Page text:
Forecasting precious metal price movements using trader positions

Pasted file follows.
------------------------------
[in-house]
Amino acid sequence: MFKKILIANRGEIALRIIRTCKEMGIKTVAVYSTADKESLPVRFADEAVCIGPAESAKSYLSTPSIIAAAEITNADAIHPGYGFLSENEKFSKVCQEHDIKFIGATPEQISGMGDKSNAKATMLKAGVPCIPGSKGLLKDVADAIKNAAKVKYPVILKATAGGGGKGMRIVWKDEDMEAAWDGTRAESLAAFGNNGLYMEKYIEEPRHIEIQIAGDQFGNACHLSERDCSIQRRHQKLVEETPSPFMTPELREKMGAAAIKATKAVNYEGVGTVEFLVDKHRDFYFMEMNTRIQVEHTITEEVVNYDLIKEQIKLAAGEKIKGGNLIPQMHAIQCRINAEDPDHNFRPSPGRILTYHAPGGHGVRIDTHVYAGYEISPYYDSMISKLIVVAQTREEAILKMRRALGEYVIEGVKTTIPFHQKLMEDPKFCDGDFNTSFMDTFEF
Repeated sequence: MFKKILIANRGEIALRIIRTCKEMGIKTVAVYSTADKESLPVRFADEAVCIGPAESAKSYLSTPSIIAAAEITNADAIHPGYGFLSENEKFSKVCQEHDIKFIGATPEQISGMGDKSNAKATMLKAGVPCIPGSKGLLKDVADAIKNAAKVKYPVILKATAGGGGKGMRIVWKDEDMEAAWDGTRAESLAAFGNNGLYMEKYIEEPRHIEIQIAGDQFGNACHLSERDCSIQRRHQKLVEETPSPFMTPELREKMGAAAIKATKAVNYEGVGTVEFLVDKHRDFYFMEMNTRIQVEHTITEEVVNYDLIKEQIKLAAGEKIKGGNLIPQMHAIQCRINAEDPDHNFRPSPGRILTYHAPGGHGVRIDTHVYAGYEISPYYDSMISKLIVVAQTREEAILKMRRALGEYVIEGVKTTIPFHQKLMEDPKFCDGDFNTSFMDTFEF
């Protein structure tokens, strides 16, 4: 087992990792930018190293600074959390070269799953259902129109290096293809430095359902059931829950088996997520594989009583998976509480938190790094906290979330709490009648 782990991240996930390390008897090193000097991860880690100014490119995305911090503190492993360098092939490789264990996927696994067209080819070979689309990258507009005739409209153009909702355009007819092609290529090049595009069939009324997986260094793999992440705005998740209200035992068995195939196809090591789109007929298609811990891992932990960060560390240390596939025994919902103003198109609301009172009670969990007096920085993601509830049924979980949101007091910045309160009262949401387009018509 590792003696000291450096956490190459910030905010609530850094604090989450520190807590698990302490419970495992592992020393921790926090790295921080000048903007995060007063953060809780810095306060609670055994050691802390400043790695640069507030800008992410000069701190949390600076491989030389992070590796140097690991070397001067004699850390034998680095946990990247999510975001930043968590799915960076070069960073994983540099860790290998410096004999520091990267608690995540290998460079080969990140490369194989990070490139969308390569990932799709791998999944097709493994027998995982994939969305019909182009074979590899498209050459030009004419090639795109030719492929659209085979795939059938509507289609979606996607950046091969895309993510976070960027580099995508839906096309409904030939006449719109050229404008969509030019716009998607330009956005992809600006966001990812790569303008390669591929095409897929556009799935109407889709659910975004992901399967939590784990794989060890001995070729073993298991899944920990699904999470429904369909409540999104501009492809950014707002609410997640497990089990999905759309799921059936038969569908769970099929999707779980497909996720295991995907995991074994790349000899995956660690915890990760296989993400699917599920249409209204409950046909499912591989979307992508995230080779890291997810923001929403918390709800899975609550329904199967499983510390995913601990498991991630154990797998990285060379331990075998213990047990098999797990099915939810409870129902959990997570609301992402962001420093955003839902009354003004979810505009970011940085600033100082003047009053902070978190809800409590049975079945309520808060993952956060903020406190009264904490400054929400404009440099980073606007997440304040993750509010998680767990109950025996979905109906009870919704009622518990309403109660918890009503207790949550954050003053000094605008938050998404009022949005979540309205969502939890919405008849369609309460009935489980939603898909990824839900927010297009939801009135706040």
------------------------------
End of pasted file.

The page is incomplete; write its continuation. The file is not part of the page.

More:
In the early 2000s, the precious metal markets entered into a new phase where a steady rise of prices had been observed until the October 2008 crash. Given the size and importance of precious metal market, as well as the hedging capacity of precious metals due to their low correlation with equity markets (Draper et al., 2006), the question we want to arise is whether trader positions predict the direction of gold, platinum, and silver spot price movements. The forecasting content of the Commodity Futures Trading Commission’s Commitment of Traders report for platinum, silver and gold prices using trader positions is investigated in a VAR framework. Granger causality tests are conducted to determine whether a relation between trader positions and market prices exists. An examination of the extreme trader positions on price movements is also conducted. The results indicate that market return is a significant parameter in explaining trader’s positions for all trader types in each of the precious metal markets under consideration after the beginning of 2000s where we detect a structural break for each of the market under study. Commercial traders are found to be negative feedback traders, that is, they sell when the prices increase in the market. On the other hand, in line with the previous literature, a positive correlation between returns and positions held by non-commercial and non-reporting traders is found. However, trader’s net positions do not lead market returns in general. There is some evidence on the forecasting ability of extreme trader positions on market returns.
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